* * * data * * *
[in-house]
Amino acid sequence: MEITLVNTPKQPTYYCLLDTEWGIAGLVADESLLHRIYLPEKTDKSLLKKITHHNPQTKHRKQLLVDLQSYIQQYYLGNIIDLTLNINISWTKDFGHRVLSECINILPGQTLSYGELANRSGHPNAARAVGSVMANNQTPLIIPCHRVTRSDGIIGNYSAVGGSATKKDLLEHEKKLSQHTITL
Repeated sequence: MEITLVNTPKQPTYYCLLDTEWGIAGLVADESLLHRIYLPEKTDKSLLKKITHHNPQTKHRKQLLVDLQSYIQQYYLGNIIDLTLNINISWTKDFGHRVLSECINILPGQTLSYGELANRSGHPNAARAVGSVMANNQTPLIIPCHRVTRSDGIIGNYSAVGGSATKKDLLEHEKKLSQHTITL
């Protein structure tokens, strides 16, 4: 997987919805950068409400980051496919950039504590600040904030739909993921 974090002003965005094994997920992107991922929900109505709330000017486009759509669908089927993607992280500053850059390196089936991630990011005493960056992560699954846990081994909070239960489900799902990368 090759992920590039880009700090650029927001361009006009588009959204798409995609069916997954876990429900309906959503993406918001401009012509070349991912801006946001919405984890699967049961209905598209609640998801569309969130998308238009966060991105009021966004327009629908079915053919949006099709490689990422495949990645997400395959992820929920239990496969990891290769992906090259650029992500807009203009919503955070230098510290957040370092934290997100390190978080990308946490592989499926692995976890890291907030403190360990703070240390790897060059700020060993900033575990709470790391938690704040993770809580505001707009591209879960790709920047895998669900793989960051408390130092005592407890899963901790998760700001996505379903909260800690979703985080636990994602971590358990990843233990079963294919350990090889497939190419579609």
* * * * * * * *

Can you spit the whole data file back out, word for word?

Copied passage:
[in-house]
Amino acid sequence: MEITLVNTPKQPTYYCLLDTEWGIAGLVADESLLHRIYLPEKTDKSLLKKITHHNPQTKHRKQLLVDLQSYIQQYYLGNIIDLTLNINISWTKDFGHRVLSECINILPGQTLSYGELANRSGHPNAARAVGSVMANNQTPLIIPCHRVTRSDGIIGNYSAVGGSATKKDLLEHEKKLSQHTITL
Repeated sequence: MEITLVNTPKQPTYYCLLDTEWGIAGLVADESLLHRIYLPEKTDKSLLKKITHHNPQTKHRKQLLVDLQSYIQQYYLGNIIDLTLNINISWTKDFGHRVLSECINILPGQTLSYGELANRSGHPNAARAVGSVMANNQTPLIIPCHRVTRSDGIIGNYSAVGGSATKKDLLEHEKKLSQHTITL
């Protein structure tokens, strides 16, 4: 997987919805950068409400980051496919950039504590600040904030739909993921 974090002003965005094994997920992107991922929900109505709330000017486009759509669908089927993607992280500053850059390196089936991630990011005493960056992560699954846990081994909070239960489900799902990368 090759992920590039880009700090650029927001361009006009588009959204798409995609069916997954876990429900309906959503993406918001401009012509070349991912801006946001919405984890699967049961209905598209609640998801569309969130998308238009966060991105009021966004327009629908079915053919949006099709490689990422495949990645997400395959992820929920239990496969990891290769992906090259650029992500807009203009919503955070230098510290957040370092934290997100390190978080990308946490592989499926692995976890890291907030403190360990703070240390790897060059700020060993900033575990709470790391938690704040993770809580505001707009591209879960790709920047895998669900793989960051408390130092005592407890899963901790998760700001996505379903909260800690979703985080636990994602971590358990990843233990079963294919350990090889497939190419579609």